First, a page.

WASHINGTON — Commercial satellite manufacturers disagreed March 19 on whether China, whose launch services industry is well established, presents a similar threat in satellite building.

Jean-Loic Galle, chief executive of Thales Alenia Space of France and Italy, said the Chinese are unlikely to present a serious competitive threat in the near-term. Galle, whose background is in the area of air-defense and other radars, said China was viewed as a threat in air-defense radars 15 years ago.

Since then, he said, the Chinese radar manufacturers have been largely unable to crack a market still dominated by Raytheon, Lockheed Martin and Thales. “I am not afraid of competition from the Chinese,” Galle said. “They have a ways to go.”

John Celli, president of Space Systems/Loral of Palo Alto, Calif., disagreed, saying too many high-quality engineers from China and other “proscribed” nations are graduating from top U.S. engineering schools but unable to secure residents’ status in the United States. Forced to return to their home countries — including China — these engineers ultimately will raise the manufacturing quality of their countries’ products.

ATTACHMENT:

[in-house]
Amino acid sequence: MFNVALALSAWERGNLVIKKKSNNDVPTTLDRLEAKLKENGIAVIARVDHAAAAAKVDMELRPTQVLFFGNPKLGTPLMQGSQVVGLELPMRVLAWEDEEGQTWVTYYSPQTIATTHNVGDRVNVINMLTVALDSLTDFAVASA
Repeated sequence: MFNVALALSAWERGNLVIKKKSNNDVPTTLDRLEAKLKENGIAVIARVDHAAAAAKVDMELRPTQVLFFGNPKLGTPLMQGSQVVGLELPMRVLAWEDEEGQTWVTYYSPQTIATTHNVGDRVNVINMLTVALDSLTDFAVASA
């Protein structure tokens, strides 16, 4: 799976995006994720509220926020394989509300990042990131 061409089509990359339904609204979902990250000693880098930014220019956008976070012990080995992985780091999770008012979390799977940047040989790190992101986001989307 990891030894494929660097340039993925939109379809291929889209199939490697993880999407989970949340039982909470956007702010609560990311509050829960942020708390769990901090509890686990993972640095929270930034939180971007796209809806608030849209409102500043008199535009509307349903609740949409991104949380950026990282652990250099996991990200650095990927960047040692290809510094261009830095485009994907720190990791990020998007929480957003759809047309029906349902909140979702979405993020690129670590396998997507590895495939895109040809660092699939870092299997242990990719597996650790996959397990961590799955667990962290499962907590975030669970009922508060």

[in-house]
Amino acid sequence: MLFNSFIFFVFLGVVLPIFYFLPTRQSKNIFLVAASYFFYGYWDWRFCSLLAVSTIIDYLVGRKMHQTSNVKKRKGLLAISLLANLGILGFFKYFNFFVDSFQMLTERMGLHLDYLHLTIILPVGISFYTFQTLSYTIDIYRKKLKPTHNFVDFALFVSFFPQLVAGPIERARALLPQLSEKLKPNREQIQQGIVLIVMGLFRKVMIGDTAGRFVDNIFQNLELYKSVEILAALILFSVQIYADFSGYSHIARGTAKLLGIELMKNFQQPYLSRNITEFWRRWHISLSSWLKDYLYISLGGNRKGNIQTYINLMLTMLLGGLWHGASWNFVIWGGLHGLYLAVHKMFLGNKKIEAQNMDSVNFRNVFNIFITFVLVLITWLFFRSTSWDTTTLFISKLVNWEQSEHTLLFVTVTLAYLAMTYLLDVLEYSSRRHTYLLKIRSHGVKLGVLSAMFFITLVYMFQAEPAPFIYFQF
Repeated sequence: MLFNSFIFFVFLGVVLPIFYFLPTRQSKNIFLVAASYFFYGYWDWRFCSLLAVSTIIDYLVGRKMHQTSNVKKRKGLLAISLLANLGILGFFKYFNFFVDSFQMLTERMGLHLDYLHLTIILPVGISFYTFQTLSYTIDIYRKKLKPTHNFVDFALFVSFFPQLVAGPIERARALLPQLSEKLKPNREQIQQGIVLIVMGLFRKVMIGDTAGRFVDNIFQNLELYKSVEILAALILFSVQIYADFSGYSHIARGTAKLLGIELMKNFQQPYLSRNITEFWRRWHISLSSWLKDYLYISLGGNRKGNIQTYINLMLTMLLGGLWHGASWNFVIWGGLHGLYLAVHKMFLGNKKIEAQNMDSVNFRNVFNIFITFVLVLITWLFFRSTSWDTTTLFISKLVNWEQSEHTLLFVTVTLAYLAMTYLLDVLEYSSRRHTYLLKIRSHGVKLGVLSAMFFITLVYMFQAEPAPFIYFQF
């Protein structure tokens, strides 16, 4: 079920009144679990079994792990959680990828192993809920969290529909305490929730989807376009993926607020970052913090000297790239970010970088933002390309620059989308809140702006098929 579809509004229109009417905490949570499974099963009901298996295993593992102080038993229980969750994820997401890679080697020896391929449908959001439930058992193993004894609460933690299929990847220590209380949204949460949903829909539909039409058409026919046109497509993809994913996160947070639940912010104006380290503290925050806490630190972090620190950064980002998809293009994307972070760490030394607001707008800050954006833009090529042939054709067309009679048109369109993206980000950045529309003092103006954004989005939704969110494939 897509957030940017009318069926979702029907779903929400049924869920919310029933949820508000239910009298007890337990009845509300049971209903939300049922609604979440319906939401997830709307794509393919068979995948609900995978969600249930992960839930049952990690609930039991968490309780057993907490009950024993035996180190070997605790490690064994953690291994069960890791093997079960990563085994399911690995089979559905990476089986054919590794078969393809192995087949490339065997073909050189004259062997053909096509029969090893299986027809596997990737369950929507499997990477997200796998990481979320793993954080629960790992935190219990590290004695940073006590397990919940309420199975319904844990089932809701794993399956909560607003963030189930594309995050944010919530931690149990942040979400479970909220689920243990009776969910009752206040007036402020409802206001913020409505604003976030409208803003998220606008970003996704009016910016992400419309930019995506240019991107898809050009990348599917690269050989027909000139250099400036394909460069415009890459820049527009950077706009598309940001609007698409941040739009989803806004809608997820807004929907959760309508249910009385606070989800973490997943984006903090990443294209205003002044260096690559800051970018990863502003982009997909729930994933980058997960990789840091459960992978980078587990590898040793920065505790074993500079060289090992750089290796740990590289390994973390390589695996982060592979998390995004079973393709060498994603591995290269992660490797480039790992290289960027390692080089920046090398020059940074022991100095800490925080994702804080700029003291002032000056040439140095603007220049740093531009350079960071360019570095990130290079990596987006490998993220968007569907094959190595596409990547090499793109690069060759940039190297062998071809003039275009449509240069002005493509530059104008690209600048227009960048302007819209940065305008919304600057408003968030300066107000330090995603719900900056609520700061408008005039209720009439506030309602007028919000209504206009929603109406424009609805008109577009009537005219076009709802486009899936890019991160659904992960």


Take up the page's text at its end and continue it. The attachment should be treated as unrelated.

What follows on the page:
“So long as we continue to have their top engineers at our colleges and then refuse to give them a green card and force them to go back — I’m a little worried about this,” Celli said. “They have unlimited resources and sooner or later they are going to be threatening us.”

Celli said Space Systems/Loral recently tried to hire engineering graduates from Ohio State University but could not because they were from nations whose citizens face hurdles before being given permanent-residence status.

Stephen T. O’Neil, president of Boeing Satellite Systems International, said he agreed with Celli that the permanent-visa policy is not helpful.

Chinese officials have made clear that their DFH-4 telecommunications satellite platform is being steadily improved after initial hiccups in satellites launched for Nigerian and Chinese customers. In the past few years, there have been fewer reported incidents of issues with the DFH-4, which is often bundled with a Chinese Long March rocket to offer turnkey systems to customers, many of them national governments that are seeking their first satellite.

Peter B. de Selding was the Paris Bureau Chief for SpaceNews.